Tina Jefferson, bureau chief of child welfare for DCF, said their department hasn’t lost any foster families during COVID and still have seen families interested in fostering.
“I’ve seen that commitment and compassion (from foster families) shine through,” Jefferson said. “You see families step up for them. I can’t say enough about the families we work with that open their homes and hearts for children.”
That’s not to say fostering during a pandemic is without its complications. DCF Foster Care Program Director Natalia Liriano said when COVID hit in March and schools went remote, many foster parents also became IT and teachers for their virtual learners.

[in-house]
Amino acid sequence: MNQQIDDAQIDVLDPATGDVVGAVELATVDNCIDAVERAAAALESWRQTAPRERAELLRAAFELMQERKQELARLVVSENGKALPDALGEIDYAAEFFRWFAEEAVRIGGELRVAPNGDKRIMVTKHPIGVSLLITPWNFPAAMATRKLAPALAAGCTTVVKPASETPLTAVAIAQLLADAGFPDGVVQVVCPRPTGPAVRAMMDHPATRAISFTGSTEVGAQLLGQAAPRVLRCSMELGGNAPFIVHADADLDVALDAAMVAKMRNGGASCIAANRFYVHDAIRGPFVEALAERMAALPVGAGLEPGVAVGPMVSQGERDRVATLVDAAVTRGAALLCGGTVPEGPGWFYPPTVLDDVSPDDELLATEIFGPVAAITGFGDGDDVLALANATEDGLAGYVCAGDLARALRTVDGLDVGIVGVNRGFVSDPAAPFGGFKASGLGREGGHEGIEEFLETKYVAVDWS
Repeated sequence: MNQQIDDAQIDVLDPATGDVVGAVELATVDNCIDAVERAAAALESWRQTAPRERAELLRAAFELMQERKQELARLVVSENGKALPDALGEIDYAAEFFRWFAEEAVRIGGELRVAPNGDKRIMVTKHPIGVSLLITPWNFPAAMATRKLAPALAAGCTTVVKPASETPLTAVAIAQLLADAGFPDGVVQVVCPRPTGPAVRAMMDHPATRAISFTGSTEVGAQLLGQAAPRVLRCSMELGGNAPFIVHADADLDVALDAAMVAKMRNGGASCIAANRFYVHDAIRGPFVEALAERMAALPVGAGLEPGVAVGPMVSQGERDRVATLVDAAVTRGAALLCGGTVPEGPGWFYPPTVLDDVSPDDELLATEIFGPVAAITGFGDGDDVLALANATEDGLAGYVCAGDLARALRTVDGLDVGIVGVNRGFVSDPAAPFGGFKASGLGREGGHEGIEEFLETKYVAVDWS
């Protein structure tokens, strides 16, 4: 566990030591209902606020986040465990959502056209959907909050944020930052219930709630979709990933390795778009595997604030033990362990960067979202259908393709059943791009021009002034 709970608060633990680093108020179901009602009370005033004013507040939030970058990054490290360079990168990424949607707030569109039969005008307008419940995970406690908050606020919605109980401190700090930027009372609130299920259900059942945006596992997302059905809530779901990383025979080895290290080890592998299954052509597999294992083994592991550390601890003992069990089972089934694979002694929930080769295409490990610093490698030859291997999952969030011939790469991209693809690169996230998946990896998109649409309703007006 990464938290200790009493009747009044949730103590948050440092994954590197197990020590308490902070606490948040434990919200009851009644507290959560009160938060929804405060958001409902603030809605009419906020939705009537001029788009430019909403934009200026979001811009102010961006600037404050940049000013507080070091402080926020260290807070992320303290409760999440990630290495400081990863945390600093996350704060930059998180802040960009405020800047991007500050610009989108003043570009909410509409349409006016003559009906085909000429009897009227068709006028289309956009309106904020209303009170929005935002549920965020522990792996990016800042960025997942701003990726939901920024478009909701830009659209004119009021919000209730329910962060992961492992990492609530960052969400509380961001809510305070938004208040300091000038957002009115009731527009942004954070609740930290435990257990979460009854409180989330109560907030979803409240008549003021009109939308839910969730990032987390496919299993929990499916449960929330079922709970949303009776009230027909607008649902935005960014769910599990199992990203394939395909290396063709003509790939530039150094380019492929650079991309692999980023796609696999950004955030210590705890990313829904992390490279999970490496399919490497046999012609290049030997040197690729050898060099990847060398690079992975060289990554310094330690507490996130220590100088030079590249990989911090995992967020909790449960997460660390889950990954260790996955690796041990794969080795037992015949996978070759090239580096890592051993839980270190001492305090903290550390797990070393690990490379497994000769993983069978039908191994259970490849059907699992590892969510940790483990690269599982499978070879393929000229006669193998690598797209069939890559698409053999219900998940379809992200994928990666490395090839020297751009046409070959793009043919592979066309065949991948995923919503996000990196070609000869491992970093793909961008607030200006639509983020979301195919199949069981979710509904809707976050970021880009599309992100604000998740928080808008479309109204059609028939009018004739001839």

“We had to do major adjustments,” she said. “March was March madness. Our parents are troopers. We did not have many disruptions. Our families stepped up. They accepted children into their homes. Our caregivers are probably the best in the nation. They really aligned themselves with us, even considering the pandemic in March.”